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Monday, October 3, 2011
Colby Lewis relishes pitching in playoffs

By Richard Durrett

ST. PETERSBURG, Fla. -- It seems that when the postseason lights come on -- whether they are in Arlington or inside the dome at Tropicana Field -- Colby Lewis doesn't squint. There's something about the playoff atmosphere that suits him.

"He trusts his stuff and when he dots up his command, that’s what sets him apart from everyone else," pitching coach Mike Maddux said. "He believes in what he can do."

Monday's Game 3 was another example. He was up and down this season and came into the playoffs after posting a 5.65 ERA in September. But Lewis was up to the challenge of the resilient Tampa Bay lineup.

He allowed one hit -- a solo home run to leadoff hitter Desmond Jennings in the fourth -- and fought through some long at-bats. He had six strikeouts and two walks and threw 93 pitches in six innings. And he got yet another postseason win, his fourth in the last two seasons.

His team got him the lead with four runs in the seventh and the bullpen, though shaky at times, held it down at the end.

"I really wasn't too worried too much," Lewis said about watching the final three innings. "Our bullpen has been pretty phenomenal all year long."

Lewis was able to spot his fastball well enough to work off it. And his slider was very effective, giving him the chance to change speeds and location to hitters on both sides of the plate. The game continues Lewis' trend of excellent work on the road. He came in with a road ERA more than two runs lower than at home.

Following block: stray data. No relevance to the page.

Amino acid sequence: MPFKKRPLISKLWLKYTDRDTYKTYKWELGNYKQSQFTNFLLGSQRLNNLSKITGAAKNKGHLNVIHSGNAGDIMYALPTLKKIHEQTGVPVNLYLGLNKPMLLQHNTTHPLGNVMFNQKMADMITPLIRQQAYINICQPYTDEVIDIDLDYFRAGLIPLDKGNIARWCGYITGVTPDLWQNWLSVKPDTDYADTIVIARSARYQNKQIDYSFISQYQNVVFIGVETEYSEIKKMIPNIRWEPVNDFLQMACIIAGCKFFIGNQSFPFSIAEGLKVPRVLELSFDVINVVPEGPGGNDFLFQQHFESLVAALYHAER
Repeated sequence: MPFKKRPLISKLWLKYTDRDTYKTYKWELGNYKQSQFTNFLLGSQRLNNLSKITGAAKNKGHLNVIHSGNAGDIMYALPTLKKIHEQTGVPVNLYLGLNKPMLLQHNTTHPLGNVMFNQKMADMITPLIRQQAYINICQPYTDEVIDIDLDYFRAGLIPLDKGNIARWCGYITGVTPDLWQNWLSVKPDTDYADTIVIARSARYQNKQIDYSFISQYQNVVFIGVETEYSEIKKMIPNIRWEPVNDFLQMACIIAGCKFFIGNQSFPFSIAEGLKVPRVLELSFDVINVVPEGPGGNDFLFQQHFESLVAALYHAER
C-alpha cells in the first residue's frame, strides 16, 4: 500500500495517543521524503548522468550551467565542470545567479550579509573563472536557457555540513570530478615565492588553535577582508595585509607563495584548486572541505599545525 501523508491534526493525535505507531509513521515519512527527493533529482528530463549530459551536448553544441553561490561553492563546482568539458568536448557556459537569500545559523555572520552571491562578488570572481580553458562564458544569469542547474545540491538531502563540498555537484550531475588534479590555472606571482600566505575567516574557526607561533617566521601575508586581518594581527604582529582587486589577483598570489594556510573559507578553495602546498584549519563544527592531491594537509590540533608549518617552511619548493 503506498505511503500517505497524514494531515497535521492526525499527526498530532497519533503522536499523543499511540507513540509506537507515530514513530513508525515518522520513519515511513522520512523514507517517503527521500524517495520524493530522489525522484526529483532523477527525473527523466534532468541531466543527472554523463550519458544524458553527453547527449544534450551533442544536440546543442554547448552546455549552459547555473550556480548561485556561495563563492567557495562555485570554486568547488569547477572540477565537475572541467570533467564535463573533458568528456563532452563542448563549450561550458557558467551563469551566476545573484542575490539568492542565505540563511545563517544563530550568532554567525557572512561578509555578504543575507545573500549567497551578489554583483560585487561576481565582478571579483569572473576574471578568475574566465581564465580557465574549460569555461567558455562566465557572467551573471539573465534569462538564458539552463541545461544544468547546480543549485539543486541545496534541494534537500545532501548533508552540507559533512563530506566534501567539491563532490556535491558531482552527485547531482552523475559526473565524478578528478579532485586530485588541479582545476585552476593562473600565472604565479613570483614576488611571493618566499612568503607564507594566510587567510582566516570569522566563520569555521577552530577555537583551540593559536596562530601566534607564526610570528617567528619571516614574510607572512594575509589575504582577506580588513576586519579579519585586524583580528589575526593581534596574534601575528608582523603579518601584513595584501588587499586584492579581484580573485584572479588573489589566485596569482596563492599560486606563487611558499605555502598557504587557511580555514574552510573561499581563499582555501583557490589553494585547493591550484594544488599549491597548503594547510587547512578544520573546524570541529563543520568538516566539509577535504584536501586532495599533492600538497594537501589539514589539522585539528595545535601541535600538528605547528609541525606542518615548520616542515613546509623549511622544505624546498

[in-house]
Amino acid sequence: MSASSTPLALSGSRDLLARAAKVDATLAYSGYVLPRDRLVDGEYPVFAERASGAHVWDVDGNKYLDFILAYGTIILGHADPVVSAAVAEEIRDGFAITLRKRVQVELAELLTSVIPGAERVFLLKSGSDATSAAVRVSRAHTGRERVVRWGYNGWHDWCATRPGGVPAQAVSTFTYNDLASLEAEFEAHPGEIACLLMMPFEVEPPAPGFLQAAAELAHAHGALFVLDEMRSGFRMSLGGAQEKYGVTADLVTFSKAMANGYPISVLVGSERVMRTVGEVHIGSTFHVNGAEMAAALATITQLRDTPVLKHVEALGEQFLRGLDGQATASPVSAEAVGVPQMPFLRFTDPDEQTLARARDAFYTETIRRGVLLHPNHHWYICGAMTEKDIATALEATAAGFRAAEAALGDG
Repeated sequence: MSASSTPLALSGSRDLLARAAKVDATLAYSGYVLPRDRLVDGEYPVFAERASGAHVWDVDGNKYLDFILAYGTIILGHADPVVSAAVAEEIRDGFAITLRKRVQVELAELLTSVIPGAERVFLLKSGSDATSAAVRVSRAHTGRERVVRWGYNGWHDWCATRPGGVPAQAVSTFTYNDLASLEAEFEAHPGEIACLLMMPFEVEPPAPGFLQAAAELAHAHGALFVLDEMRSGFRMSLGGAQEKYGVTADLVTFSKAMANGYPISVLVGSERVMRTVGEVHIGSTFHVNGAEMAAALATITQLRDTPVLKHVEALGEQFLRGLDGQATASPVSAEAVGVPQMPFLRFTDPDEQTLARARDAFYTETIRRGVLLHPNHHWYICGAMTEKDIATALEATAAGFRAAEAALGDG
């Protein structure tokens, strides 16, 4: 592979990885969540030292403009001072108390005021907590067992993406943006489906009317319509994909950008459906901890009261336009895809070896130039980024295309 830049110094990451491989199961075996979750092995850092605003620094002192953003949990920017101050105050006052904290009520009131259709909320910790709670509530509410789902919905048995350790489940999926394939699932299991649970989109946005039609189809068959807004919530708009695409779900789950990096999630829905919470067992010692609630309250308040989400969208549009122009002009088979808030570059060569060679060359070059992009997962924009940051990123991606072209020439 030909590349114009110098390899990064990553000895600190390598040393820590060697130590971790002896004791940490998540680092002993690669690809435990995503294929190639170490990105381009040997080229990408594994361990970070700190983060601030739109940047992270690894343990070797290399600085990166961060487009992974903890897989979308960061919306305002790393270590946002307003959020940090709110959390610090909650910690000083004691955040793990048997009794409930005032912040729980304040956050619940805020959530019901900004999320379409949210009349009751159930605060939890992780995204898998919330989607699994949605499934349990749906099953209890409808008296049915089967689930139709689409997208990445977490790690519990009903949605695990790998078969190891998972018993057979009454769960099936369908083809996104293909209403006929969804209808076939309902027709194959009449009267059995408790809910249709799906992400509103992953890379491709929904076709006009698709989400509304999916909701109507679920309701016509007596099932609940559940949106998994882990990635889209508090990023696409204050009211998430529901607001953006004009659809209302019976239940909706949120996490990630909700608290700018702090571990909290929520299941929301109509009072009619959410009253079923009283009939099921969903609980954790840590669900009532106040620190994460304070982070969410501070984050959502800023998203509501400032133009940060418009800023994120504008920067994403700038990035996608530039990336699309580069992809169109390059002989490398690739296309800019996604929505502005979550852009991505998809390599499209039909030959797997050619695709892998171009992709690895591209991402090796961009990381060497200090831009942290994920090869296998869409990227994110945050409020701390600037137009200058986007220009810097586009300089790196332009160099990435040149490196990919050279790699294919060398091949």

He's now chasing down a Hall of Famer. He has five straight consecutive starts of two runs or fewer to begin his postseason career. Sandy Koufax holds the record at six.

"For me, I think it's just October, it's either win or go home," Lewis said. "So you kind of go out there with the mentality of just blow your lid and that's what I tried to tell myself a lot, is it's one batter at a time and then move on from there."

BTW, here's the list of starting pitchers who have pitched at least six innings and allowed one or fewer runs. Lewis is the first to do it since Derek Lowe and Woody Williams did it in 2004. Here you go:

Colby Lewis, 2011 Rangers (vs. Rays)
Derek Lowe, 2004 Red Sox (vs. Yankees)
Woody Williams, 2004 Cardinals (vs. Astros)
Roger Clemens, 2000 Yankees (vs. Mariners)
David Cone, 1999 Yankees (vs. Braves)
Orlando Hernandez, 1999 Yankees (vs. Braves)
Bill Bevens, 1947 Yankees (vs. Dodgers)
Claude Passeau, 1945 Cubs (vs. Tigers)
Ed Reulbach, 1906 Cubs (vs. White Sox)